Cyberattacks have risen 63% in connection with the COVID-19 outbreak, as CNBC reports, citing a study by the Information Systems Security Association (ISSA). The nonprofit cybersecurity group called the health emergency a “once-in-a-lifetime opportunity for hackers and online scammers.”
According to a separate ISSA survey, 70% of cybersecurity pros indicated that their organizations were affected by a staffing shortfall. Plus, 45% said the cybersecurity skills gap and its impact have been getting worse in recent years.
An April survey by another cybersecurity nonprofit, (ISC)2, found that cybersecurity workers’ duties were shifting and cybersecurity incidents were rising due to pandemic-related remote work. Before the coronavirus hit, a separate (ISC)2 study found that the industry would have to add 4 million trained professionals, about 500,000 of them in the United States, just to meet existing demand.
David Shearer, CEO of (ISC)2, told CNBC that recruiting more women and workers from other underrepresented backgrounds would need to be a big part of filling the gap.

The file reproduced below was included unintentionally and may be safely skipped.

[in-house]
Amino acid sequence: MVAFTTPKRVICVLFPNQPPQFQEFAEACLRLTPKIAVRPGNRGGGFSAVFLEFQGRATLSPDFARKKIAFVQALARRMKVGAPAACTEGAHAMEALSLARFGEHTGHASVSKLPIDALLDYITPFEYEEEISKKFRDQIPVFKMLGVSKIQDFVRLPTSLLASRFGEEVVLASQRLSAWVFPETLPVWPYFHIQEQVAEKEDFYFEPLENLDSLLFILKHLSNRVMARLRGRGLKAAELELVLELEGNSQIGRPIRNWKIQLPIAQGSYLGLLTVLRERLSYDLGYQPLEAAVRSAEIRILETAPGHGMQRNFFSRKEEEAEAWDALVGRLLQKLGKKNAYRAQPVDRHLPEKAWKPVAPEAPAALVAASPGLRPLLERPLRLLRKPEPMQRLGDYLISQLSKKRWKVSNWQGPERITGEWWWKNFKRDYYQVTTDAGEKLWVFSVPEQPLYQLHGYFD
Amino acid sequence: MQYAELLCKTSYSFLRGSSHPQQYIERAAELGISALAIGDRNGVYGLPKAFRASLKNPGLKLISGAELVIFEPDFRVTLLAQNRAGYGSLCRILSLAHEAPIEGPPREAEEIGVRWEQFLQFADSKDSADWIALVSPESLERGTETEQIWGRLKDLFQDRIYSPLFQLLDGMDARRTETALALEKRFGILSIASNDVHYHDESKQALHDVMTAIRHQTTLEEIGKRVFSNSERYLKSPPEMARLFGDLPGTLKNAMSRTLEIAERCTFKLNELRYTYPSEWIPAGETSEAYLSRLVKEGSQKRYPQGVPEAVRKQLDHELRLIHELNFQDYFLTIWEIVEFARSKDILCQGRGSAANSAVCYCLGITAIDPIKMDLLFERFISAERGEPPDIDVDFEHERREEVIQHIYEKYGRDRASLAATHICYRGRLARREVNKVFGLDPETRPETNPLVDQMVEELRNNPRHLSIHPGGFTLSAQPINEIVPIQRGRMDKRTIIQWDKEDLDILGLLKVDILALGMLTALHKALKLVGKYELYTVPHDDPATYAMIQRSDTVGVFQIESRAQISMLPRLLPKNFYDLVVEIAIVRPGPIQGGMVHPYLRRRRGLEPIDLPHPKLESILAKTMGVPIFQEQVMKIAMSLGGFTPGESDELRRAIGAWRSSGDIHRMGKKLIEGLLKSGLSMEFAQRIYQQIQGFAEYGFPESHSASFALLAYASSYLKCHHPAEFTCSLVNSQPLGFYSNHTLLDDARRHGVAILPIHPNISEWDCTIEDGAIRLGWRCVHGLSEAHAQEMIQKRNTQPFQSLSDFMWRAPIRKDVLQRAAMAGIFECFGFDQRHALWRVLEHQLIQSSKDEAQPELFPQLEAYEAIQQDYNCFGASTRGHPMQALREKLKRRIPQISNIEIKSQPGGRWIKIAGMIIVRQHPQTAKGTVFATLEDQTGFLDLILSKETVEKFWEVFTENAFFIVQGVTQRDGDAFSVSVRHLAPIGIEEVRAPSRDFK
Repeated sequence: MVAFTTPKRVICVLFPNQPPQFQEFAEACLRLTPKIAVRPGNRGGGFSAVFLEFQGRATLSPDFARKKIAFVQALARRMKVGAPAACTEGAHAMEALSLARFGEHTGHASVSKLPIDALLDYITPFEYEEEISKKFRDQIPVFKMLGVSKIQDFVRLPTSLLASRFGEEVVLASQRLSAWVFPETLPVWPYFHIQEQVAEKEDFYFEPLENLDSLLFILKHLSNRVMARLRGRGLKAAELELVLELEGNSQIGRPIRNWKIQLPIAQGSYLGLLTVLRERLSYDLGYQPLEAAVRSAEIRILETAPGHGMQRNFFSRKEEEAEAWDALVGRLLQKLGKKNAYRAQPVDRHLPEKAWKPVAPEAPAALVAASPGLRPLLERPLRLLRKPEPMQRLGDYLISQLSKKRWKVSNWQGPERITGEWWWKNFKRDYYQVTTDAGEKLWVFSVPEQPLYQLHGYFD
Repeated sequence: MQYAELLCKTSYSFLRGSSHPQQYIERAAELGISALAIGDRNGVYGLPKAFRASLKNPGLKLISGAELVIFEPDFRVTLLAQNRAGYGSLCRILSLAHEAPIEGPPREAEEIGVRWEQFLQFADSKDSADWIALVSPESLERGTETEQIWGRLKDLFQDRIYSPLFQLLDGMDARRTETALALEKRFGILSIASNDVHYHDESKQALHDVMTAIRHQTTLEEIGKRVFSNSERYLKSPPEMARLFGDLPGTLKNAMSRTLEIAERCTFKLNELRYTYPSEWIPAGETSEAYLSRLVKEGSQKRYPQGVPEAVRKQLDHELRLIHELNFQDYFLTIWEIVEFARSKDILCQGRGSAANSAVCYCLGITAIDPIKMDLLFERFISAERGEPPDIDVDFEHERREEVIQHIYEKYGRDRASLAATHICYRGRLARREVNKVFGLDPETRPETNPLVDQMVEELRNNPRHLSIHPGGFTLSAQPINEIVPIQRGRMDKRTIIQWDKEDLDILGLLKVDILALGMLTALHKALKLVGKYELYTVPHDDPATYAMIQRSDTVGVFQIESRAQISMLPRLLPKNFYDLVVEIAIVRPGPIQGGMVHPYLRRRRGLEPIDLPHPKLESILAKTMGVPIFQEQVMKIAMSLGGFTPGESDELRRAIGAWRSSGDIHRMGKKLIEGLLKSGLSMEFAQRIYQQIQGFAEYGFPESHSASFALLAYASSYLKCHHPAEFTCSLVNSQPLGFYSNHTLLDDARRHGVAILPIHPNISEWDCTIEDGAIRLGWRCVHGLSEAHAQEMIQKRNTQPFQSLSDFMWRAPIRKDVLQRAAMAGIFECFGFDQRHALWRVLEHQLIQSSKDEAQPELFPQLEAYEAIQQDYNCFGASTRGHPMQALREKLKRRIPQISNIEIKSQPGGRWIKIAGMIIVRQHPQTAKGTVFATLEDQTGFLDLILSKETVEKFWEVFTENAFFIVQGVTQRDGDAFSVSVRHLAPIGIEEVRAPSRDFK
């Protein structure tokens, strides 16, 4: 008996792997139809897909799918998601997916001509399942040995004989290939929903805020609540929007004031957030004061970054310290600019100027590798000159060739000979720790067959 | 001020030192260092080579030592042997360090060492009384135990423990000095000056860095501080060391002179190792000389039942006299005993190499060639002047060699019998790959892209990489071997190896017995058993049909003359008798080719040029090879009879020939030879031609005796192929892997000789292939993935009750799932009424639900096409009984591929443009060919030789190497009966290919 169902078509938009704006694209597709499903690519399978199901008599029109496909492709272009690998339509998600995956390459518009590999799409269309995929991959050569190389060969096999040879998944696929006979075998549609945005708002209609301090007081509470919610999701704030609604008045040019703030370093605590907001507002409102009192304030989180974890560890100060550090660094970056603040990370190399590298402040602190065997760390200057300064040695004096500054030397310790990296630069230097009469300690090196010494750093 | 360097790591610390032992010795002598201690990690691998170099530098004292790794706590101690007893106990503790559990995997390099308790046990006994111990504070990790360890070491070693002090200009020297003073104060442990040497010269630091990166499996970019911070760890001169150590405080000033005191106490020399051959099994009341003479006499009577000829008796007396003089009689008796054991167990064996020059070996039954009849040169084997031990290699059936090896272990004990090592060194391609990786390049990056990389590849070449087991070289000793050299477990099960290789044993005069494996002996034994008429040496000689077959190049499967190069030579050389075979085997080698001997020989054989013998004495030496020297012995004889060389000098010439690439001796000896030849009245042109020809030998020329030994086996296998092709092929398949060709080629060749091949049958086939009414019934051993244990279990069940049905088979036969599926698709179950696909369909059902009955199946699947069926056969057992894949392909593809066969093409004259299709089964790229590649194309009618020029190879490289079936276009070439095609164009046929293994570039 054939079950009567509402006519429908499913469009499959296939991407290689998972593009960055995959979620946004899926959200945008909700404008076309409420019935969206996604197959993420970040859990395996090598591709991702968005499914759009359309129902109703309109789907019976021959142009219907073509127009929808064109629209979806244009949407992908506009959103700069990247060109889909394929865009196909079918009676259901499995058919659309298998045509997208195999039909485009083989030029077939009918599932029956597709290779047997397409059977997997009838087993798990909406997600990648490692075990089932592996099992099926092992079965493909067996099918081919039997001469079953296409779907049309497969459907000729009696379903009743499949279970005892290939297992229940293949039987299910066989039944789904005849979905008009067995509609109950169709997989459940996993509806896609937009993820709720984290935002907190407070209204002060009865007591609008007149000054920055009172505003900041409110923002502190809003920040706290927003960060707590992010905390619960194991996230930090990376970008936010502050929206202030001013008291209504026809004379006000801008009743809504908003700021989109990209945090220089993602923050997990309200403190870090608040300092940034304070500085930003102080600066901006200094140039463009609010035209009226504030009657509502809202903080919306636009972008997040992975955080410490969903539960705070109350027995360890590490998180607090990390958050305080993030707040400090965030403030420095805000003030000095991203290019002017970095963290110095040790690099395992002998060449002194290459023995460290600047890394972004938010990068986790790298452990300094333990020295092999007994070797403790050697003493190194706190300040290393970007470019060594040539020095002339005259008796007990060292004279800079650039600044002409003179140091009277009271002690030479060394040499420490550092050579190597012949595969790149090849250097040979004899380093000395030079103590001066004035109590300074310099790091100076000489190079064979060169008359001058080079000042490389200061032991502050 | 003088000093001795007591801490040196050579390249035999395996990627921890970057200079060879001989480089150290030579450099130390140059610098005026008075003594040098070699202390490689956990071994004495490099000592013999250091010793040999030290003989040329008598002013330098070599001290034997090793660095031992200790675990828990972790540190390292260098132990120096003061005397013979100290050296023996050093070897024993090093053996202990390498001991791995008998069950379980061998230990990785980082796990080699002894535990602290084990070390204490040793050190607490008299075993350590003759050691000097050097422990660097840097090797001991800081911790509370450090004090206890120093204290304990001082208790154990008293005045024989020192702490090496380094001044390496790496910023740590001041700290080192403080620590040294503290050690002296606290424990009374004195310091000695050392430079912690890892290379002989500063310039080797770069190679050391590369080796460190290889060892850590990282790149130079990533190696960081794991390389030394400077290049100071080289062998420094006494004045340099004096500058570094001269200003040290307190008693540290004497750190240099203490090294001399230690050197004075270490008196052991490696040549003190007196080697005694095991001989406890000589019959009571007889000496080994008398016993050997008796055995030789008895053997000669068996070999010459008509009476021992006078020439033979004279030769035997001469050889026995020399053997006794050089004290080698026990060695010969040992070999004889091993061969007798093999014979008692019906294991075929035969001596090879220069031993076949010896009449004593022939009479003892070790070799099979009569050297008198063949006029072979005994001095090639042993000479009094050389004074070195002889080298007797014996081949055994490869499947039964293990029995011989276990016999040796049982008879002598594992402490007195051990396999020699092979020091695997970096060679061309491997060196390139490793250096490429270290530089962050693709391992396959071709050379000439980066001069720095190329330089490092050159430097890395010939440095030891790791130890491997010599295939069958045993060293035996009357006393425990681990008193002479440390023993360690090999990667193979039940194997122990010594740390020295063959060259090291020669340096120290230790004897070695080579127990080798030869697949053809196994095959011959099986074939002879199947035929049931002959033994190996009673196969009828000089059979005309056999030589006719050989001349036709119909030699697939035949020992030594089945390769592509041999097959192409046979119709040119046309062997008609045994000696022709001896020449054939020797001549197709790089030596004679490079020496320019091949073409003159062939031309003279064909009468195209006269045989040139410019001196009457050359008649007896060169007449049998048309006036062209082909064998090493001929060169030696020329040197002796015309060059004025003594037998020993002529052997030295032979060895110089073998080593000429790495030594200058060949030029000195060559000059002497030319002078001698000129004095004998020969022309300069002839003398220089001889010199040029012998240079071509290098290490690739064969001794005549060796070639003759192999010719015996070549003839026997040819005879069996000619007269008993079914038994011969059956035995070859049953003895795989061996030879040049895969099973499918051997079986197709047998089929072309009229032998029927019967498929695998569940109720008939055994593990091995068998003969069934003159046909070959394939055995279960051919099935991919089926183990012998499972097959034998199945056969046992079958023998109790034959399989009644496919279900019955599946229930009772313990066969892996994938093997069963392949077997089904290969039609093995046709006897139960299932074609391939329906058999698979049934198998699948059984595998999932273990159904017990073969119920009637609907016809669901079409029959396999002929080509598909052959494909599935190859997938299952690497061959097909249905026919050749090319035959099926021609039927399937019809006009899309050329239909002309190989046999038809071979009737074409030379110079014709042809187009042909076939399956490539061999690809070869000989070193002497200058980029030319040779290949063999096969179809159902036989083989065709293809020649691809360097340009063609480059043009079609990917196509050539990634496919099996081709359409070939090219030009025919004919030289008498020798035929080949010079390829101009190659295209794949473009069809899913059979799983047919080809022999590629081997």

A recent Microsoft survey of business leaders and employees in the United States, the United Kingdom, Germany and India provides further context. According to the survey, while 58% of business leaders indicate budget increases for security, 81% say they feel pressure to cut overall security costs. That’s particularly true for business leaders with resources on-site, of whom about one-third reported feeling “very pressured.”
The recruiting industry has spotted the opportunity. Jobs.com recently announced its acquisition of cybersecurity recruiting firm HireVergence. Terms of the deal were not disclosed.
Artificial intelligence could potentially also help organizations make up the shortfall. Shuman Ghosemajumder, global head of AI at application services company F5, writes in VentureBeat that bosses should “insist that the security products you use integrate with your organizational data to be able to do more with AI.”